The Unapologetic Mathematician

Mathematics for the interested outsider

Real Inner Products

Now that we’ve got bilinear forms, let’s focus in on when the base field is \mathbb{R}. We’ll also add the requirement that our bilinear forms be symmetric. As we saw, a bilinear form B:V\otimes V\rightarrow\mathbb{R} corresponds to a linear transformation B_1:V\rightarrow V^*. Since B is symmetric, the matrix of B_1 must itself be symmetric with respect to any basis. So let’s try to put it into a canonical form!

We know that we can put B into the almost upper-triangular form

\displaystyle\begin{pmatrix}A_1&&*\\&\ddots&\\{0}&&A_m\end{pmatrix}

but now all the blocks above the diagonal must be zero, since they have to equal the blocks below the diagonal. On the diagonal, the 1\times1 blocks are fine, but the 2\times2 blocks must themselves be symmetric. That is, they must look like

\displaystyle\begin{pmatrix}a&b\\b&d\end{pmatrix}

which gives a characteristic polynomial of X^2-(a+d)X+(ad-b^2) for the block. But recall that we could only use this block if there were no eigenvalues. And, indeed, we can check

\displaystyle\begin{aligned}\tau^2-4\delta&=(a+d)^2-4(ad-b^2)\\&=a^2+2ad+d^2-4ad+4b^2\\&=a^2-2ad+d^2+b^2\\&=(a-d)^2+b^2\geq0\end{aligned}

The discriminant is positive, and so this 2\times2 block will break down into two 1\times1 blocks. Thus any symmetric real matrix can be diagonalized, which means that any symmetric real bilinear form has a basis with respect to which its matrix is diagonal.

Let \left\{e_i\right\} be such a basis. To be explicit, this means that \langle e_i,e_j\rangle=b_i\delta_{ij}, where the b_i are real numbers and \delta_{ij} is the Kronecker delta{1} if its indices match, and {0} if they don’t. But we still have some freedom. If I multiply e_i by a scalar c, we find \langle ce_i,ce_i\rangle=c^2b_i. We can always find some c so that c^2=\frac{1}{|b_i|}, and so we can always pick our basis so that b_i is {1}, -1, or {0}. We’ll call such a basis “orthonormal”.

The number of diagonal entries b_i with each of these three values won’t depend on the orthonormal basis we choose. The form is nondegenerate if and only if there are no {0} entries on the diagonal. If not, we can decompose V as the direct sum of the subspace \bar{V} on which the form is nondegenerate, and the remainder W on which the form is completely degenerate. That is, \langle w_1,w_2\rangle=0 for all w_1,w_2\in W. We’ll only consider nondegenerate bilinear forms from here on out.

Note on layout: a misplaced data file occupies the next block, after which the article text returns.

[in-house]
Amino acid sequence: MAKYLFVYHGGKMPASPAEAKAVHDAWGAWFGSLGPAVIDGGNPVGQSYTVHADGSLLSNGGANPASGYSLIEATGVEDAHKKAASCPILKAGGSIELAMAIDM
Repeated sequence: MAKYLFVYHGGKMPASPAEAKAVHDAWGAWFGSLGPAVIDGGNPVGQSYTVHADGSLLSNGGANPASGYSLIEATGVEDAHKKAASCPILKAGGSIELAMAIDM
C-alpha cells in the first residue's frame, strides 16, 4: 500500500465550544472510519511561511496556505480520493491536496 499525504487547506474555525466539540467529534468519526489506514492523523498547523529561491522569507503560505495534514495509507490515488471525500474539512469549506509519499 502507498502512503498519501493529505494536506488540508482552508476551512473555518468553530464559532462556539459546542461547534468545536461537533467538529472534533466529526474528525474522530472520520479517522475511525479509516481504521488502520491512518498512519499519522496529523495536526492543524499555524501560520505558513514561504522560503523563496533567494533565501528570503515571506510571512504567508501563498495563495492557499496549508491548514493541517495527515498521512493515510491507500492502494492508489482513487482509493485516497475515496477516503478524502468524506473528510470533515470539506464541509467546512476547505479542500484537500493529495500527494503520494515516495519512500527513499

We write p for the number of diagonal entries equal to {1}, and q for the number equal to -1. Then the pair (p,q) is called the signature of the form. Clearly for nondegenerate forms, p+q=d, the dimension of V. We’ll have reason to consider some different signatures in the future, but for now we’ll be mostly concerned with the signature (d,0). In this case we call the form positive definite, since we can calculate

\displaystyle\langle v,v\rangle=v^iv^j\langle e_i,e_j\rangle=v^iv^j\delta_{ij}=\sum\limits_{i=1}^d\left(v^i\right)^2

The form is called “positive”, since this result is always nonnegative, and “definite”, since this result can only be zero if v is the zero vector.

This is what we’ll call an inner product on a real vector space V — a nondegenerate, positive definite, symmetric bilinear form \langle\underbar{\hphantom{X}},\underbar{\hphantom{X}}\rangle:V\otimes V\rightarrow\mathbb{R}. Notice that choosing such a form picks out a certain class of bases as orthonormal. Conversely, if we choose any basis \left\{e_i\right\} at all we can create a form by insisting that this basis be orthonormal. Just define \langle e_i,e_j\rangle=\delta_{ij} and extend by bilinearity.

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April 15, 2009 - Posted by | Algebra, Linear Algebra

14 Comments »

  1. [...] Today I want to present a deceptively simple fact about spaces equipped with inner products. The Cauchy-Schwarz inequality states [...]